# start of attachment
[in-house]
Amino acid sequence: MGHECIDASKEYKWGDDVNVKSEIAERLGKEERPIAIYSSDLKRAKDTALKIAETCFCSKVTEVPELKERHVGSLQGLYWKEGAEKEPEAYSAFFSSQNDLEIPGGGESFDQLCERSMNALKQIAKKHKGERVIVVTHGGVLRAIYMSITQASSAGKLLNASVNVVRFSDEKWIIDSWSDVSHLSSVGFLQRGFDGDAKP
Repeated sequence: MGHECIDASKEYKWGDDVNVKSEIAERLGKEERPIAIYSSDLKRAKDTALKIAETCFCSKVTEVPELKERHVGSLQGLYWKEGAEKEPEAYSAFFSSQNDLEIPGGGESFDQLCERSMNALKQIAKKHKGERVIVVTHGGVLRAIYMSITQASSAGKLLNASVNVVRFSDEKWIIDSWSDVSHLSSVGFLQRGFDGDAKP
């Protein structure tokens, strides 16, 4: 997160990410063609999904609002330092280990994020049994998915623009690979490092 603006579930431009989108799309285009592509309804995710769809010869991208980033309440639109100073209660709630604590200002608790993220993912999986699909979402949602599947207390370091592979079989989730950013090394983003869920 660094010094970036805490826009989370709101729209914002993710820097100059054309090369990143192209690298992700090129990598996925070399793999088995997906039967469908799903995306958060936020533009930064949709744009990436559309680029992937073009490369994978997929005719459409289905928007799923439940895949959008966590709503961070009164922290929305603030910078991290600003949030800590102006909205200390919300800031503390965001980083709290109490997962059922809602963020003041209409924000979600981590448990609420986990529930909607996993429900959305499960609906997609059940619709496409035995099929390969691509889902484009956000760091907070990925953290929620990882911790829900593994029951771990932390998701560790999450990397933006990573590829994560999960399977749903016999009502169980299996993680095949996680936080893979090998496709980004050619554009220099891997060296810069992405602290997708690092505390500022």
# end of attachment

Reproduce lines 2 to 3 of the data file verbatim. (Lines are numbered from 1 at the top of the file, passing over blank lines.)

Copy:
Amino acid sequence: MGHECIDASKEYKWGDDVNVKSEIAERLGKEERPIAIYSSDLKRAKDTALKIAETCFCSKVTEVPELKERHVGSLQGLYWKEGAEKEPEAYSAFFSSQNDLEIPGGGESFDQLCERSMNALKQIAKKHKGERVIVVTHGGVLRAIYMSITQASSAGKLLNASVNVVRFSDEKWIIDSWSDVSHLSSVGFLQRGFDGDAKP
Repeated sequence: MGHECIDASKEYKWGDDVNVKSEIAERLGKEERPIAIYSSDLKRAKDTALKIAETCFCSKVTEVPELKERHVGSLQGLYWKEGAEKEPEAYSAFFSSQNDLEIPGGGESFDQLCERSMNALKQIAKKHKGERVIVVTHGGVLRAIYMSITQASSAGKLLNASVNVVRFSDEKWIIDSWSDVSHLSSVGFLQRGFDGDAKP